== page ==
In the late 2010s, micromobility was a buzzword that could boost startups step foot on something and billions of dollars in funding. But the unprofitable model of buying scooters and e-bikes and renting them out had begun to wane even before the pandemic hit the sector. The move to the public market is too late for the hype.
Consolidation means that two US companies lead the pack: Bird and Lime. The Santa Monica Bird startup went public last year through a Spac valuing the company at $2.3 billion. Shares have since fallen by more than a third. Undeterred, Lime is gearing up to go public this year.
Hopefully Lime will show that they have a much larger fleet than their rivals. However, it has expanded under unfortunate circumstances. In 2020, amid a pandemic boom in customer numbers and workforce layoffs, Uber took the lead. 170 million dollars Investments in the company included the sale of its own loss-making bicycle and scooter business Jump.
At a reported $510 million, the investment slashed Lime’s valuation by about three-quarters.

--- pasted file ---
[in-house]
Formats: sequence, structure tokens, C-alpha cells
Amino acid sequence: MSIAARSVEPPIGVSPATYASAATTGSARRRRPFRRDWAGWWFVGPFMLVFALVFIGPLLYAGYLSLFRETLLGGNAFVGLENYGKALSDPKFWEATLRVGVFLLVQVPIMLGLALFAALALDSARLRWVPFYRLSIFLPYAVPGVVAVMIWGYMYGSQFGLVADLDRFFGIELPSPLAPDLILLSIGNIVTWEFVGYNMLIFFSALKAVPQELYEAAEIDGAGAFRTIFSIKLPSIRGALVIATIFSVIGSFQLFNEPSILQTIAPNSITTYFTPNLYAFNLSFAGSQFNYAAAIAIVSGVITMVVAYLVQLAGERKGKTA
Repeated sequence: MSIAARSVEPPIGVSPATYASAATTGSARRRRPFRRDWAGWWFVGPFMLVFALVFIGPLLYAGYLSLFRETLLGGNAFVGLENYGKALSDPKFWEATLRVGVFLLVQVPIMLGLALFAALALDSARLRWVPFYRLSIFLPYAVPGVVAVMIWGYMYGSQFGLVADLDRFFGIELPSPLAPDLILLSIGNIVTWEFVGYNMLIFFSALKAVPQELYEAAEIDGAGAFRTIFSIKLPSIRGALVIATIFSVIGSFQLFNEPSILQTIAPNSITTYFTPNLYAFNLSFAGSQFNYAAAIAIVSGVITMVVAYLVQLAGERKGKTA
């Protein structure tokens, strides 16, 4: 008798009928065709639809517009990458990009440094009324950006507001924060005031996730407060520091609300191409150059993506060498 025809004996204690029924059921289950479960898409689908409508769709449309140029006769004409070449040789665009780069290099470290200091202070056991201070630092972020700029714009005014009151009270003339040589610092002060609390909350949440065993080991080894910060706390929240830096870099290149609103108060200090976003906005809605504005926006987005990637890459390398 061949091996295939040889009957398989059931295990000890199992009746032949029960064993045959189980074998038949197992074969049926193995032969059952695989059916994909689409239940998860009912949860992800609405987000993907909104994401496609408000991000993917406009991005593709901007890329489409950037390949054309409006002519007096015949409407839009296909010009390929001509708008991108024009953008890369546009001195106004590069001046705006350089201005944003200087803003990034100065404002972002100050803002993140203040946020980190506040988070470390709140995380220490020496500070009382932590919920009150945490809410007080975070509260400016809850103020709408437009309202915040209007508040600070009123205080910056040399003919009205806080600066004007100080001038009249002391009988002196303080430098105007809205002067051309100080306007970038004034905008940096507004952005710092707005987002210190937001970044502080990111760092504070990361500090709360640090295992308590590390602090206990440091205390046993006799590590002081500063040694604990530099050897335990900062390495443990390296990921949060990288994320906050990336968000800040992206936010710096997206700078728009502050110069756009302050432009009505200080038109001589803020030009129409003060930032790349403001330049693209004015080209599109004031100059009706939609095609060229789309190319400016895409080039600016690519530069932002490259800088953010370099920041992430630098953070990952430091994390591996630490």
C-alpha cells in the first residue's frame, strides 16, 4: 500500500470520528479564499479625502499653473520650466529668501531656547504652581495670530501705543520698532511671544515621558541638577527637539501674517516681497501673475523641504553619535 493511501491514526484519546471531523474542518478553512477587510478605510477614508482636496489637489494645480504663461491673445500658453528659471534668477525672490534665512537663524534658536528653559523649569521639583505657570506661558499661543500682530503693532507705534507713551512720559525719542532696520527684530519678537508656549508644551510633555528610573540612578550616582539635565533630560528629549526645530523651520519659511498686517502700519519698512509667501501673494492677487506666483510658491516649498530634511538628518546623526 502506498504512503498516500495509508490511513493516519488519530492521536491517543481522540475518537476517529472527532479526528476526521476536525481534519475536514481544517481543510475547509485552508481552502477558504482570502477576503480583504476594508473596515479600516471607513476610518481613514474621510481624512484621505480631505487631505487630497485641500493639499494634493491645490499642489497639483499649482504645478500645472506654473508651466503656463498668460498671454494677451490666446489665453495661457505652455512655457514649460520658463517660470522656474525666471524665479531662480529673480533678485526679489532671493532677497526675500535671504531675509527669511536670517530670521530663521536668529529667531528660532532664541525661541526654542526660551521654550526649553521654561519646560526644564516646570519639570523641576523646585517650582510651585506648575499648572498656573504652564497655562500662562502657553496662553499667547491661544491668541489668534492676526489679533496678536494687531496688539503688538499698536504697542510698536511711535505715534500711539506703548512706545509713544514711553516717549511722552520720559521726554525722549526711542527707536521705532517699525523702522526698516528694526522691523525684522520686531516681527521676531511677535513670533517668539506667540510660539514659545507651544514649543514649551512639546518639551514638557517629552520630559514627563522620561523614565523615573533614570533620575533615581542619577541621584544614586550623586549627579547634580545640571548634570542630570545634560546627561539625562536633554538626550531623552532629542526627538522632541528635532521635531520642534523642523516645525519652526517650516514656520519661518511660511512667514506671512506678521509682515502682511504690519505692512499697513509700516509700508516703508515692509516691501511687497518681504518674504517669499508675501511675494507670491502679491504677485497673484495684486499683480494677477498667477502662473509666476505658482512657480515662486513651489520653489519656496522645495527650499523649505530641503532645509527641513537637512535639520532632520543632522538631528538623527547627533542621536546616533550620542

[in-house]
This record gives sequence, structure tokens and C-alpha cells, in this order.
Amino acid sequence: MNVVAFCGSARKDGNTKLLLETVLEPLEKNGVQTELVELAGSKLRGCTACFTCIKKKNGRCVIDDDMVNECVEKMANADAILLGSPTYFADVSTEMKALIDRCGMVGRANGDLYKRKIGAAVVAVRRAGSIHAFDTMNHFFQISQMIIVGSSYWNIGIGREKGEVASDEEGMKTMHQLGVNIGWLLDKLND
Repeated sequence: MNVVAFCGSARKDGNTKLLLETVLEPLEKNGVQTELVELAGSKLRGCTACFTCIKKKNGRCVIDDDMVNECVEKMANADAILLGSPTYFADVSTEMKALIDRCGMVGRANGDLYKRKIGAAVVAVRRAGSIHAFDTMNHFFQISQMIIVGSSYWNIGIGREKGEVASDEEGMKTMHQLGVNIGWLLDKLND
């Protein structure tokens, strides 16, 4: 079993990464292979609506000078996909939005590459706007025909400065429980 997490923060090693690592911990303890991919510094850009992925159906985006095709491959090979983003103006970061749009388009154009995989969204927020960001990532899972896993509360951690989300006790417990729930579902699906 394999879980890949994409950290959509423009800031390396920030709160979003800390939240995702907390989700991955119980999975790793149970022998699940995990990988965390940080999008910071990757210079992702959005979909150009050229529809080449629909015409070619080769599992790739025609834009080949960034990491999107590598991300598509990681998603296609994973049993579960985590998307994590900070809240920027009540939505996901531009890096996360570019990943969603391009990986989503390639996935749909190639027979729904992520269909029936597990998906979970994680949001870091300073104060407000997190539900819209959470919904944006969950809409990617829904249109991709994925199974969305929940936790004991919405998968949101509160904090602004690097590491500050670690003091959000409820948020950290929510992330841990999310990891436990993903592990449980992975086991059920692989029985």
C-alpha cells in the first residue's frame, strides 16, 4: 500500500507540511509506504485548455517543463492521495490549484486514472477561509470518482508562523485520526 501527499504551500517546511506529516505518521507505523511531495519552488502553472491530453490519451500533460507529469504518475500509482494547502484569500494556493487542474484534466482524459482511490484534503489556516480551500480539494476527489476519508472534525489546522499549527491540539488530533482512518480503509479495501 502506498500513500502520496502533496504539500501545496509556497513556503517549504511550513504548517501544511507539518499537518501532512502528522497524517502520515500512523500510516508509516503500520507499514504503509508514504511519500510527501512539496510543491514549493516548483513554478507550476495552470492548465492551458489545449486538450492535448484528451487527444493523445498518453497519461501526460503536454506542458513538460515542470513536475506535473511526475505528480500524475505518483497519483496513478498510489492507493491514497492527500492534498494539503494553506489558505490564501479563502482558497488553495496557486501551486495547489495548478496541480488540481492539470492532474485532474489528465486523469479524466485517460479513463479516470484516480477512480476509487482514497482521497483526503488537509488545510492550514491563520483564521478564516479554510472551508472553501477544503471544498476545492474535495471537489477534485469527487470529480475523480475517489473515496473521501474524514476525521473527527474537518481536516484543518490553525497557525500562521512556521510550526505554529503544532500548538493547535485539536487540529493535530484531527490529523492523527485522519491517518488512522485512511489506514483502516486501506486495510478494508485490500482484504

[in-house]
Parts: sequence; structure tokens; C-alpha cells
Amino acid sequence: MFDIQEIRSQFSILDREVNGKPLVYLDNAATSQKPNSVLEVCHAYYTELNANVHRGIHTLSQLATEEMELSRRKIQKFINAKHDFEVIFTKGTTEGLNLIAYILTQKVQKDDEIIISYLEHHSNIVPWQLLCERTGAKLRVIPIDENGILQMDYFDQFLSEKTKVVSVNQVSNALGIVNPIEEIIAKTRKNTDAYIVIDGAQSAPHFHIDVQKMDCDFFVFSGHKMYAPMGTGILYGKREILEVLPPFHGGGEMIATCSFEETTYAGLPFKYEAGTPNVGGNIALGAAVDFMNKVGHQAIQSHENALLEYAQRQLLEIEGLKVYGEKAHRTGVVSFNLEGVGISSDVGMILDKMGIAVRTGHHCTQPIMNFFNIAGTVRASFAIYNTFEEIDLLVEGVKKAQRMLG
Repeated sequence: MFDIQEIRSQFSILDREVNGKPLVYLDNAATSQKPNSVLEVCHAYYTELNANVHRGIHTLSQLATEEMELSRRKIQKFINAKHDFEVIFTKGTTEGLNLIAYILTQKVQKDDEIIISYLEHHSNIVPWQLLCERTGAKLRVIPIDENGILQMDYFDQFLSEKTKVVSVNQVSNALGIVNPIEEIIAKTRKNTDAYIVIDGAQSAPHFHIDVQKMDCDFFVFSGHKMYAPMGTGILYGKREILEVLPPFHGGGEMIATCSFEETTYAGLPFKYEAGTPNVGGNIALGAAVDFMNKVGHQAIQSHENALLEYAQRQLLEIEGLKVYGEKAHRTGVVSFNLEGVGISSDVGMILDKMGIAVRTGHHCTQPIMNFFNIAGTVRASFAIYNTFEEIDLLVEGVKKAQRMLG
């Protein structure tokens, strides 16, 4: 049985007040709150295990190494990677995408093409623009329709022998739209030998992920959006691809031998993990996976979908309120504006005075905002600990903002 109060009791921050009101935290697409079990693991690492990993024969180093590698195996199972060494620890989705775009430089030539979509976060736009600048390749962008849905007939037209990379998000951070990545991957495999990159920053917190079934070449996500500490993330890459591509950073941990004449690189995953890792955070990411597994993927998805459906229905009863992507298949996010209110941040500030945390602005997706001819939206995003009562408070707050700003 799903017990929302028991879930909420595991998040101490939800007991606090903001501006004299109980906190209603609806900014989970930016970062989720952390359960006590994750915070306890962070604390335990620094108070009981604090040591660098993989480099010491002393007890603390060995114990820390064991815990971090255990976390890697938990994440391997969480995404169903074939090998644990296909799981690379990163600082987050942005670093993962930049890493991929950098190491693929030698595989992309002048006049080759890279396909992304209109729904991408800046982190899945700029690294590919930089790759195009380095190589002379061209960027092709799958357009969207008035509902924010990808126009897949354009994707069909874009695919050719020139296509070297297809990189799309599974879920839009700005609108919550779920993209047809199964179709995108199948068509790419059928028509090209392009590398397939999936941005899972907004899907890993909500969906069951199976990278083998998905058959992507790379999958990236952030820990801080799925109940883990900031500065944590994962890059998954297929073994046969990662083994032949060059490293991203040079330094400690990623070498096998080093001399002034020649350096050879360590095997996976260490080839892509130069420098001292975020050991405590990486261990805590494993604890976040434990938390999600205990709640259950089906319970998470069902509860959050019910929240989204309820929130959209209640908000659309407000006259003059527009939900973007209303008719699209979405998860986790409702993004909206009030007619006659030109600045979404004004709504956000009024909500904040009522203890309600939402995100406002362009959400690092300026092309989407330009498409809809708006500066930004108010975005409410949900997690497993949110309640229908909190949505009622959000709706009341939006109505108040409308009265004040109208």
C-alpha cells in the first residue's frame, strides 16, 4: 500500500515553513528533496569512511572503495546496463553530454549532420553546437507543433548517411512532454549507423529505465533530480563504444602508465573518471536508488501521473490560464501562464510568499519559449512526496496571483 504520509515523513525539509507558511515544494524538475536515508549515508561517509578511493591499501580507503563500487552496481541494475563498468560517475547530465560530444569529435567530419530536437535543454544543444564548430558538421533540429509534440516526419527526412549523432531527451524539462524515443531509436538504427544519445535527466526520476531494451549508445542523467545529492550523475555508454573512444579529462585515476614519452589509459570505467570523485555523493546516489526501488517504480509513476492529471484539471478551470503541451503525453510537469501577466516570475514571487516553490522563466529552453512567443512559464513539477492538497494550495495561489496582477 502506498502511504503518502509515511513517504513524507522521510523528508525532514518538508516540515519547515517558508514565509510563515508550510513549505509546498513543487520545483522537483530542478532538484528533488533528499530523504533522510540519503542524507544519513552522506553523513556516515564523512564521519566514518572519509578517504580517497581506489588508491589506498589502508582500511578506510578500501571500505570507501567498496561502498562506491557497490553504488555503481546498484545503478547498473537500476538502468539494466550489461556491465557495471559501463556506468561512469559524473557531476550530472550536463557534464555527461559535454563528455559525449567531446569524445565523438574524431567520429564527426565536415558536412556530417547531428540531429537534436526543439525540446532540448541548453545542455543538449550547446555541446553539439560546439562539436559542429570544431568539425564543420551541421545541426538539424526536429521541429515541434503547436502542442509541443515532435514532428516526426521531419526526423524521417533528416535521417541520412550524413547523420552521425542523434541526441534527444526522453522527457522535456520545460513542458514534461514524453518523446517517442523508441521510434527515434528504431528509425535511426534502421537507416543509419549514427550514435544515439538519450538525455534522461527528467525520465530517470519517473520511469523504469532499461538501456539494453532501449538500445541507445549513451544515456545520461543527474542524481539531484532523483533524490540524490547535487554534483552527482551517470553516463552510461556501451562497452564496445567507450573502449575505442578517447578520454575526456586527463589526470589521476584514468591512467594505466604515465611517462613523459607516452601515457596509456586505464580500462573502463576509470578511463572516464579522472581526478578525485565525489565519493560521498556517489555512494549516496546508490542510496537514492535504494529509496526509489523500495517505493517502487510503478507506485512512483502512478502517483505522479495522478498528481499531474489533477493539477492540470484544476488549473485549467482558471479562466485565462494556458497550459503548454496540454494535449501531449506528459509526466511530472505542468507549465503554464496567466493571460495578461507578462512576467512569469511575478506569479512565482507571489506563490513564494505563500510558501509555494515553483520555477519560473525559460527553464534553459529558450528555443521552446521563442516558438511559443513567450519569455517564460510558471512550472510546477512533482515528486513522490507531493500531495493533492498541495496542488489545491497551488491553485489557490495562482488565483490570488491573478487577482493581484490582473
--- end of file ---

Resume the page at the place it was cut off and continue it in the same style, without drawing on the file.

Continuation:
As with Airbnb, which also completed a shutdown in 2020, Lime had little choice. It can expect a much higher market value. The question is whether the rental of electric bicycles and scooters can be profitable in everyday circumstances. Bird’s financial situation doesn’t look promising. Sales in 2021 compare favorably with the 2020 shutdown, but the company still lost $37 million on $65 million in revenue last quarter. This happens after it tries to reduce the loss by work with partners to manage your vehicles.
Lime announced that it was profitable on an adjusted ebitda basis last quarter. But it is still lossy. Last year, it raised $418 million in convertible debt from investors including the Abu Dhabi Growth Fund and a $105 million premium secured term loan. Many cities are choosing to support micro mobile device vendors, and the company is touting expansion plans. But until it breaks even, funding will be needed just to keep the day-to-day operations on the road.